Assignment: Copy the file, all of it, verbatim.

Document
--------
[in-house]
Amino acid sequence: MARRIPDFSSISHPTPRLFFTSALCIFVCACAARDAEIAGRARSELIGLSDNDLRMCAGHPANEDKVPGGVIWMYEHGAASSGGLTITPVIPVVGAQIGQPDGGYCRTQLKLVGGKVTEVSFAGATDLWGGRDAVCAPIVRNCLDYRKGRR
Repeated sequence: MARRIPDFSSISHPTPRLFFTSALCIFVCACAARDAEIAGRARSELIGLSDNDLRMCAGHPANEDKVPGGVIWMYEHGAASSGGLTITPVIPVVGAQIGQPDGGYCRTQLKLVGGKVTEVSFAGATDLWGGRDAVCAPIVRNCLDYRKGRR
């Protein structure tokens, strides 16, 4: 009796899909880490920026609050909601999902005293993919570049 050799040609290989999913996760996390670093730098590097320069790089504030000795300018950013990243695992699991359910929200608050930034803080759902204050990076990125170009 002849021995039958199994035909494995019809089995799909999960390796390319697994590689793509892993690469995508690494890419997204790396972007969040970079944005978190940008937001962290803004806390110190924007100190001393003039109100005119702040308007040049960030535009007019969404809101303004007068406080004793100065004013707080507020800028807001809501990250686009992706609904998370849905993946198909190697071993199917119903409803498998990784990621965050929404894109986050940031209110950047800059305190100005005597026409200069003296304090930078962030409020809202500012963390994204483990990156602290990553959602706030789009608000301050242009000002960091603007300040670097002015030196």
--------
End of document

[in-house]
Amino acid sequence: MARRIPDFSSISHPTPRLFFTSALCIFVCACAARDAEIAGRARSELIGLSDNDLRMCAGHPANEDKVPGGVIWMYEHGAASSGGLTITPVIPVVGAQIGQPDGGYCRTQLKLVGGKVTEVSFAGATDLWGGRDAVCAPIVRNCLDYRKGRR
Repeated sequence: MARRIPDFSSISHPTPRLFFTSALCIFVCACAARDAEIAGRARSELIGLSDNDLRMCAGHPANEDKVPGGVIWMYEHGAASSGGLTITPVIPVVGAQIGQPDGGYCRTQLKLVGGKVTEVSFAGATDLWGGRDAVCAPIVRNCLDYRKGRR
């Protein structure tokens, strides 16, 4: 009796899909880490920026609050909601999902005293993919570049 050799040609290989999913996760996390670093730098590097320069790089504030000795300018950013990243695992699991359910929200608050930034803080759902204050990076990125170009 002849021995039958199994035909494995019809089995799909999960390796390319697994590689793509892993690469995508690494890419997204790396972007969040970079944005978190940008937001962290803004806390110190924007100190001393003039109100005119702040308007040049960030535009007019969404809101303004007068406080004793100065004013707080507020800028807001809501990250686009992706609904998370849905993946198909190697071993199917119903409803498998990784990621965050929404894109986050940031209110950047800059305190100005005597026409200069003296304090930078962030409020809202500012963390994204483990990156602290990553959602706030789009608000301050242009000002960091603007300040670097002015030196």